Then at some point I didn’t.
There was no event, no setback, no scathing feedback or overheard mocking or life-altering realisation. Real life is never so neat. There was just fear. Every time I thought about writing, I felt afraid, and so I stopped doing it.
I didn’t write fiction for nearly fifteen years. Sometimes I scratched my writing itch in other ways – by blogging, writing news pieces for magazines I was producing, and later by ranting on social media – but never fiction. I told the characters in my head to shush and got on with my life, fear-free.
For the most part, it worked. Not writing was easy. I filled my life with other hobbies and I felt calm and steady and normal – if there is such a thing. I still had bouts of anxiety but everything felt manageable. Life went on. Life was good. I got married. Had kids. Moved cities. Made friends. Bought a house. Renovated it. All those grown-up things.
But amid all the good grown-up things, there was something missing. I was in my early thirties and it felt like everyone around me knew what they wanted to do with their lives and I still had no idea.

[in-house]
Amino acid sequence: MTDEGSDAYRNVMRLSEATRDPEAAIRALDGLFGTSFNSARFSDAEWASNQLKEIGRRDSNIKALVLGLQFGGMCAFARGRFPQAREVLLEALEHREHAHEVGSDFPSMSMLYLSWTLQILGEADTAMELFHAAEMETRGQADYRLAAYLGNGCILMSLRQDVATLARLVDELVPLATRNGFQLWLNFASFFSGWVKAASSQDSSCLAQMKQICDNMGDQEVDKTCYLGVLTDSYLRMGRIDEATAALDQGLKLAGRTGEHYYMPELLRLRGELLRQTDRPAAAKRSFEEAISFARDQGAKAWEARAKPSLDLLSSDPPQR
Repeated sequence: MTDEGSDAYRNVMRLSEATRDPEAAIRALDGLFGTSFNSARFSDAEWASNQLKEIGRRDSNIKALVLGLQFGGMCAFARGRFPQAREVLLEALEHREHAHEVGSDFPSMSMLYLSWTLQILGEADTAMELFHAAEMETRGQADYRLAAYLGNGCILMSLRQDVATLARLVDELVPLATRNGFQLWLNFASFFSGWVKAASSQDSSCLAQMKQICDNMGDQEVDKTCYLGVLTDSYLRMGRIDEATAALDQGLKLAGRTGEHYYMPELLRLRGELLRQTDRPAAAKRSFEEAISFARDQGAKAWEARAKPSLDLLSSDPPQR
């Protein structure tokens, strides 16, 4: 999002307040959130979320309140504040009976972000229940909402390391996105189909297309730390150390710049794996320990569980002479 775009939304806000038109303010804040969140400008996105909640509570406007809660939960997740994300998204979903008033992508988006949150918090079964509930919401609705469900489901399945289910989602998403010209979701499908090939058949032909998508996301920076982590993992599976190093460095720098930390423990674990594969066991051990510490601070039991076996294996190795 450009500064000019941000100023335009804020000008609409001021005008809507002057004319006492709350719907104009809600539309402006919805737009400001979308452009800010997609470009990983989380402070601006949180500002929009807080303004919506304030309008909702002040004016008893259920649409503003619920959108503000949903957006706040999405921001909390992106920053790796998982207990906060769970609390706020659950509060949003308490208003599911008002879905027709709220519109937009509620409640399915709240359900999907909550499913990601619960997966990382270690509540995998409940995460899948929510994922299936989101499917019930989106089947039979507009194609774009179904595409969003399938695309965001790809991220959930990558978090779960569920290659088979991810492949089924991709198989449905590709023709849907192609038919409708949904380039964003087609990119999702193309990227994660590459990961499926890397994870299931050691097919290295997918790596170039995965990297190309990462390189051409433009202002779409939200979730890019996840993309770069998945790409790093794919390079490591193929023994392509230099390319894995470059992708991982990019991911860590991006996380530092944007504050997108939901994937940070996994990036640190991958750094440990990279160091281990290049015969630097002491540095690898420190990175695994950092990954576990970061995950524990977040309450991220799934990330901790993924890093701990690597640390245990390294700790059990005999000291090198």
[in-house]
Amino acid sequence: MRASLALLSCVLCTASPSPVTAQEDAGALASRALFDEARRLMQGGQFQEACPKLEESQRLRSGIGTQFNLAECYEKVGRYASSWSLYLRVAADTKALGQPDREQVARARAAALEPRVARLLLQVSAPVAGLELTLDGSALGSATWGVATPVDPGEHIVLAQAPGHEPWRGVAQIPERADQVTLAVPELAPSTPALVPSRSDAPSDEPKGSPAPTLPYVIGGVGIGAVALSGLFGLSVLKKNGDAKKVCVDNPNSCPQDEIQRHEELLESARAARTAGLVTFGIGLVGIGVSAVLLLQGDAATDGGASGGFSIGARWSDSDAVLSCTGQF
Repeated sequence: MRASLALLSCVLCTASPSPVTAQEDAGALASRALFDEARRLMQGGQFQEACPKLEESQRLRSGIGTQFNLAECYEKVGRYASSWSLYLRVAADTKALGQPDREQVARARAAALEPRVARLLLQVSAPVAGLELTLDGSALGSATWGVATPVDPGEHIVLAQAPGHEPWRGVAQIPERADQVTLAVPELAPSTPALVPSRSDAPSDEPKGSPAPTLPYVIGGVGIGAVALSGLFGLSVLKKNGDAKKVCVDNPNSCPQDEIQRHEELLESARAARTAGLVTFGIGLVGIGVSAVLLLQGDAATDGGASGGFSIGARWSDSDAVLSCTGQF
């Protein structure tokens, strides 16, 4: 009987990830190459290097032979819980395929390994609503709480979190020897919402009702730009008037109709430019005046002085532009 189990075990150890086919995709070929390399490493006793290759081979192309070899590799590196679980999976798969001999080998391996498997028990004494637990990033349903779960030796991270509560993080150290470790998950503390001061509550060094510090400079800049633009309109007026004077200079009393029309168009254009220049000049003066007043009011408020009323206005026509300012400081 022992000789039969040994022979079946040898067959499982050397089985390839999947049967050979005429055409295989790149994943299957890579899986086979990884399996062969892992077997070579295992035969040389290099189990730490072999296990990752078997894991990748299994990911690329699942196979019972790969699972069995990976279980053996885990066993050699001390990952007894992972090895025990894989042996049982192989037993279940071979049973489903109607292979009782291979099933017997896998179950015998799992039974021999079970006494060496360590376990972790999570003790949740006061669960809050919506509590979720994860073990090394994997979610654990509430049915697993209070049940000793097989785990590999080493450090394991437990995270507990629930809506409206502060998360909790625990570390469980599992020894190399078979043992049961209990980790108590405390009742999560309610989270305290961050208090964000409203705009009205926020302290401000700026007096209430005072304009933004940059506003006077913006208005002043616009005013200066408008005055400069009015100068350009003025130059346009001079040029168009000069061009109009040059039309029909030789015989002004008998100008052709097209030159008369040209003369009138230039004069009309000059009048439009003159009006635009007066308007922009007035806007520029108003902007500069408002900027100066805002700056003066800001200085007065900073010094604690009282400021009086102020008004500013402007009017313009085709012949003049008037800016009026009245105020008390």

Okay, I had one idea.
So, at thirty-four, I started writing again. Blogging, at first. I volunteered for a writers festival and then another one and in between I wrote more and more. Short stories. Fiction. I let the characters in my head talk and I wrote down what they said and some of what they said felt like it might be good, and when I talked to other writers I mentioned that I wrote too and they were kind and welcoming, and encouraged me to share my work, even though I wasn’t sure I ever could.
I still felt the fear. Worse, this time, because it was bundled up with a whole lot of guilt and disappointment in myself for giving into it. Worse because it felt like my last chance – I know people take up writing much later in life and do great things, but for me, it felt like I was running out of time. I felt like I had to do this, I had to know if I could.
I felt the fear, but more than that I felt the fear of not doing it. I started to get really scared of what my life would look like if I didn’t write ever again.
So the whole truth is this: I write for all the reasons above. But more than that, I write because I know what it’s like not to write. I know that if I’m not writing, I’m not living my fullest life. I write because writing is scary but it’s not as scary as not writing.
I may not “make it” as a writer. I may never have anything else published again. That’s a risk I understand. The odds of being able to do this for years and make anything of it are incredibly slim, but they only drop to zero if I stop.
And so I don’t. I write. It’s hard and it’s scary and it keeps me in therapy, but I keep doing it, because ultimately I know that not doing it is so much worse. Why do I write? Because I have to. It’s as simple and as complicated as that.